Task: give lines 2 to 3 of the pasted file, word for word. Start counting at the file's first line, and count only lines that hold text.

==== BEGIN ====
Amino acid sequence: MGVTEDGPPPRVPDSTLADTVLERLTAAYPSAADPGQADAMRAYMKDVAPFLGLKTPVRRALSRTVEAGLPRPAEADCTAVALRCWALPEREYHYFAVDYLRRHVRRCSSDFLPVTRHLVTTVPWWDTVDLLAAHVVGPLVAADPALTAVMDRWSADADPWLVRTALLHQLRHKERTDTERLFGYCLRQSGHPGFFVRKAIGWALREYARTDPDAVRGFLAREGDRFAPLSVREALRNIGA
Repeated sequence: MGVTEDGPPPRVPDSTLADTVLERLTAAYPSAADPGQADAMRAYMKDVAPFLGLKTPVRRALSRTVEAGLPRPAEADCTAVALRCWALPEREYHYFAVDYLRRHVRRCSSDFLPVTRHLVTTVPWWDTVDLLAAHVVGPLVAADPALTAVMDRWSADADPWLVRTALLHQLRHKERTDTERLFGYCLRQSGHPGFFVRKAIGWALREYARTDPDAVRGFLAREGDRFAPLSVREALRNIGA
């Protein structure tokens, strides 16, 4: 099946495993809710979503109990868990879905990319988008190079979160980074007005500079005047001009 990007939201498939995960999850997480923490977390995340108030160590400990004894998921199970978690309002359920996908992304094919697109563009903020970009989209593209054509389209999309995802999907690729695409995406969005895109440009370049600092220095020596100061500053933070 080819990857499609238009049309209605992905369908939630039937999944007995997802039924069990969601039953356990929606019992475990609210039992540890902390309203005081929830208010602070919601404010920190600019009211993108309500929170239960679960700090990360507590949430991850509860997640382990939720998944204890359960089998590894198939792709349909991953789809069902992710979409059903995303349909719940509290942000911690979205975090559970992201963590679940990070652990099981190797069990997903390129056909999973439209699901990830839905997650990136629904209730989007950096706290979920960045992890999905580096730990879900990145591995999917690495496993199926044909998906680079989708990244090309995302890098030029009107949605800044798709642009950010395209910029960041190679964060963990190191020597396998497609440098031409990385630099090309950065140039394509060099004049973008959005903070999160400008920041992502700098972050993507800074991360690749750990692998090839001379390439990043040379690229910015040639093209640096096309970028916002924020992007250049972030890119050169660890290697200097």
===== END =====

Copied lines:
Repeated sequence: MGVTEDGPPPRVPDSTLADTVLERLTAAYPSAADPGQADAMRAYMKDVAPFLGLKTPVRRALSRTVEAGLPRPAEADCTAVALRCWALPEREYHYFAVDYLRRHVRRCSSDFLPVTRHLVTTVPWWDTVDLLAAHVVGPLVAADPALTAVMDRWSADADPWLVRTALLHQLRHKERTDTERLFGYCLRQSGHPGFFVRKAIGWALREYARTDPDAVRGFLAREGDRFAPLSVREALRNIGA
């Protein structure tokens, strides 16, 4: 099946495993809710979503109990868990879905990319988008190079979160980074007005500079005047001009 990007939201498939995960999850997480923490977390995340108030160590400990004894998921199970978690309002359920996908992304094919697109563009903020970009989209593209054509389209999309995802999907690729695409995406969005895109440009370049600092220095020596100061500053933070 080819990857499609238009049309209605992905369908939630039937999944007995997802039924069990969601039953356990929606019992475990609210039992540890902390309203005081929830208010602070919601404010920190600019009211993108309500929170239960679960700090990360507590949430991850509860997640382990939720998944204890359960089998590894198939792709349909991953789809069902992710979409059903995303349909719940509290942000911690979205975090559970992201963590679940990070652990099981190797069990997903390129056909999973439209699901990830839905997650990136629904209730989007950096706290979920960045992890999905580096730990879900990145591995999917690495496993199926044909998906680079989708990244090309995302890098030029009107949605800044798709642009950010395209910029960041190679964060963990190191020597396998497609440098031409990385630099090309950065140039394509060099004049973008959005903070999160400008920041992502700098972050993507800074991360690749750990692998090839001379390439990043040379690229910015040639093209640096096309970028916002924020992007250049972030890119050169660890290697200097």